Contains configuration information for login and user authentication.
The /etc/security/login.cfg file is an ASCII file that contains stanzas of configuration information for login and user authentication. Each stanza has a name, followed by a : (colon), that defines its purpose. Attributes are in the form Attribute=Value. Each attribute ends with a new-line character, and each stanza ends with an additional new-line character. For an example of a stanza, see the "Examples" section.
There are three types of stanzas:
|port||Defines the login characteristics of ports.|
|authentication method||Defines the authentication methods for users.|
|user configuration||Defines programs that change user attributes.|
Port stanzas define the login characteristics of ports and are named with the full path name of the port. Each port should have its own separate stanza. Each stanza has the following attributes:
|herald||Defines the login message printed when the getty process opens the port. The default herald is the login prompt. The value is a character string.|
|herald2||Defines the login message printed after a failed login attempt. The default herald is the login prompt. The value is a character string.|
|logindelay||Defines the delay factor (in seconds) between unsuccessful login attempts. The value is a decimal integer string. The default value is 0, indicating no delay between unsuccessful login attempts.|
|logindisable||Defines the number of unsuccessful login attempts allowed before the port is locked. The value is a decimal integer string. The default value is 0, indicating that the port cannot lock as a result of unsuccessful login attempts.|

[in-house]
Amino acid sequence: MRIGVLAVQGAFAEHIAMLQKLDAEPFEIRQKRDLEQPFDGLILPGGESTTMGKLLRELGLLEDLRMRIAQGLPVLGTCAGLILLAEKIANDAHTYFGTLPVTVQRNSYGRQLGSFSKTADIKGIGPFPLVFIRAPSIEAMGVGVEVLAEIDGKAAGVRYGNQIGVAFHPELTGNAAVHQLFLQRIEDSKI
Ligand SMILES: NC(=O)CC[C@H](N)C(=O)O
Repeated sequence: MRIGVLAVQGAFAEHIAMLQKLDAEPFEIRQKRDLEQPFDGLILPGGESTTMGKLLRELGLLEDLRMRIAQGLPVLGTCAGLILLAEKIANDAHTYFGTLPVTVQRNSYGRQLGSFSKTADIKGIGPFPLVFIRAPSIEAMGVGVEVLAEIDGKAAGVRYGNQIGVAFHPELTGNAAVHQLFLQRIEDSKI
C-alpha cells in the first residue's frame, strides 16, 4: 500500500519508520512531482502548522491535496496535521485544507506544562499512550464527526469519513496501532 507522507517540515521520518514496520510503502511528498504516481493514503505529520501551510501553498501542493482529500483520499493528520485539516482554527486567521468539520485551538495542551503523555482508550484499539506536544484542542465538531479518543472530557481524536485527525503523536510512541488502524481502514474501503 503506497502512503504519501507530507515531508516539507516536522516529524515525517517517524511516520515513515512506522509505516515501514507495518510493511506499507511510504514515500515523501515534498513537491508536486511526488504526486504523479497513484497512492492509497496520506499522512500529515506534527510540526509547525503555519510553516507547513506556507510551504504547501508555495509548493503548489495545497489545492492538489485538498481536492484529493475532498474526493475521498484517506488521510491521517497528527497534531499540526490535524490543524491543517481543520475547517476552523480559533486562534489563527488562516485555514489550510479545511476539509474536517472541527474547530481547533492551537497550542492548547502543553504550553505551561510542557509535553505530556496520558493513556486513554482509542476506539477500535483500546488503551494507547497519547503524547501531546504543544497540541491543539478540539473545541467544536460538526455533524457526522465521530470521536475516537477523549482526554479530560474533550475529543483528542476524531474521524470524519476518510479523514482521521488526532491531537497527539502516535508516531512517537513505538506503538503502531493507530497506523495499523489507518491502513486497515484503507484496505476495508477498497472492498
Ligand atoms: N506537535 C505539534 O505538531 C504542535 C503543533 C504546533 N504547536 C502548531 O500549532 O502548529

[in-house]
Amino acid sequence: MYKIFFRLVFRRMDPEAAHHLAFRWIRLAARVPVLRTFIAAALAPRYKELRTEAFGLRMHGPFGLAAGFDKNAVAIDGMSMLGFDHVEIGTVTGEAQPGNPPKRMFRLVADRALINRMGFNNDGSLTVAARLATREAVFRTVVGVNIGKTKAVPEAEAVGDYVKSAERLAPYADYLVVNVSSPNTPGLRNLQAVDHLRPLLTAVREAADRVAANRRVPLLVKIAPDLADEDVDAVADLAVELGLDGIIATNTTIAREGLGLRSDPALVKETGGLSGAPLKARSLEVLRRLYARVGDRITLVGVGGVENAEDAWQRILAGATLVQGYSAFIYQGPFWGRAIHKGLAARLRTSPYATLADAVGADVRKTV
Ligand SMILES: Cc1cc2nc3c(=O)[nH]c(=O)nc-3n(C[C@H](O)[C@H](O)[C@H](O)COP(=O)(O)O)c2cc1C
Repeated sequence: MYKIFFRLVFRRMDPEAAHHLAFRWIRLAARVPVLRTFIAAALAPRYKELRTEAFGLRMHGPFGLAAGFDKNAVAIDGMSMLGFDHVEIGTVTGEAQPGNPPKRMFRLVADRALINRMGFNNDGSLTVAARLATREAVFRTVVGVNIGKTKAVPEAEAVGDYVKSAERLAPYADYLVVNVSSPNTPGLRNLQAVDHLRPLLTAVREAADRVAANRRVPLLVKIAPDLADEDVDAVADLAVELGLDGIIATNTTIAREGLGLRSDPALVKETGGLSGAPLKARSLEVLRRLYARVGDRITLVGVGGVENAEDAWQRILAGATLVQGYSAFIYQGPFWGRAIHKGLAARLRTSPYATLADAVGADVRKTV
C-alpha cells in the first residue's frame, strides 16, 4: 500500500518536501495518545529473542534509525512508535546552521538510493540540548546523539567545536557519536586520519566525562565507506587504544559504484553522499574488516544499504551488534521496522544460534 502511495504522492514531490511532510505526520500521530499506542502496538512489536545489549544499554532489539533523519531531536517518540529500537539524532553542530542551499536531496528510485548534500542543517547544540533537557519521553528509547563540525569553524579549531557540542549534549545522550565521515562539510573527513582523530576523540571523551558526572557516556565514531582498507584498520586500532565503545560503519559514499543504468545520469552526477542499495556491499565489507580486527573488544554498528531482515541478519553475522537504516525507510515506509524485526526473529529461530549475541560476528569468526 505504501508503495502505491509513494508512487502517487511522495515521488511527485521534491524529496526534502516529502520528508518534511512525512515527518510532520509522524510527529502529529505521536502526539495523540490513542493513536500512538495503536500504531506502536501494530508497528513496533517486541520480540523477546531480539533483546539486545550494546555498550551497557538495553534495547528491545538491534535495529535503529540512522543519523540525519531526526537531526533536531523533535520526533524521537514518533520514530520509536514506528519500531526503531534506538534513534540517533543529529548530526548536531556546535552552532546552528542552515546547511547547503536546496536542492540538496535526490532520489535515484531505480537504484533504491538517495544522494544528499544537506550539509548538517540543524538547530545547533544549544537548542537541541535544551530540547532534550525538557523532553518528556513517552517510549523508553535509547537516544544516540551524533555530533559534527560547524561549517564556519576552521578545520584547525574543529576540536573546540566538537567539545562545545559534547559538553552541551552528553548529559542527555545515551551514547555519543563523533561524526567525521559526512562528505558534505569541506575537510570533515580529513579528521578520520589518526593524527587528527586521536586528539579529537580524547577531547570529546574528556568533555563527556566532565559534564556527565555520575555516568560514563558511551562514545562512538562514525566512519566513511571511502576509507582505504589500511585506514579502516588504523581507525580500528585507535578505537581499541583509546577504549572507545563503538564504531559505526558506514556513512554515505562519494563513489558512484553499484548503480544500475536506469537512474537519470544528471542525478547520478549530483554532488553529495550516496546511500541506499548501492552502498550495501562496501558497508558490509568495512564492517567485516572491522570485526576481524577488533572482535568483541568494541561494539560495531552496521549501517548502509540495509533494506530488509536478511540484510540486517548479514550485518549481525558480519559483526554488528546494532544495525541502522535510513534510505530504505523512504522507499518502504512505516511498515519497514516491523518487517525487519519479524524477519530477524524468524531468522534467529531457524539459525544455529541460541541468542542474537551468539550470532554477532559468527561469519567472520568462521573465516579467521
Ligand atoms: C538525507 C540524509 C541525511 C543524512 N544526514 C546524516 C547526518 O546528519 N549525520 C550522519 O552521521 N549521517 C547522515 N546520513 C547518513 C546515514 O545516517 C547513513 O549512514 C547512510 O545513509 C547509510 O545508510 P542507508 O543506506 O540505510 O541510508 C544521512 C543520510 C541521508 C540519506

|logininterval||Defines the time interval (in seconds) in which the specified unsuccessful login attempts must occur before the port is locked. The value is a decimal integer string. The default value is 0.|
|loginreenable||Defines the time interval (in minutes) a port is unlocked after a system lock. The value is a decimal integer string. The default value is 0, indicating that the port is not automatically unlocked.|
|logintimes|| Specifies the times, days, or both the user is allowed to access the
system. The value is a comma-separated list of entries of the following form:
The time variable is 24-hour military time (1700 is 5:00 p.m.). Leading zeroes are required. For example, you must enter 0800, not 800 . The time variable must be four characters in length, and there must be a leading colon (:). An entry consisting of only a time specification applies to every day. The start hour of a time value must be less than the end hour.
The date variable is a four digit string in the form mmdd. mm represents the calendar month and dd represents the day number. For example 0001 represents January 1. dd may be 00 to indicate the entire month, if the entry is not a range, or indicating the first or last day of the month depending on whether it appears as part of the start or end of a range. For example, 0000 indicates the entire month of January. 0600 indicates the entire month of June. 0311-0500 indicates April 11 through the last day of June.
Entries in this list specify times that a user is allowed or denied access to the system. Entries not preceded by an exclamation point (! ) allow access and are called ALLOW entries. Entries prefixed with an exclamation point (! ) deny access to the system and are called DENY entries. The ! operator applies to only one entry, not the whole restriction list. It must appear at the beginning of an entry.
|sak_enabled|| Defines whether the secure attention key (SAK) is enabled for the
port. The SAK key is the Ctrl-X, Ctrl-R key sequence. Possible values for the sak_enabled attribute are:
The sak_enabled stanza can also be modified to close a potential security exposure that exists when tty login devices are writable by others; for example, when the tty mode is 0622. If the sak_enabled stanza is set to True, the tty mode is set to a more restrictive 0600 at login. If the sak_enabled stanza is set to False (or absent), the tty mode is set to 0622.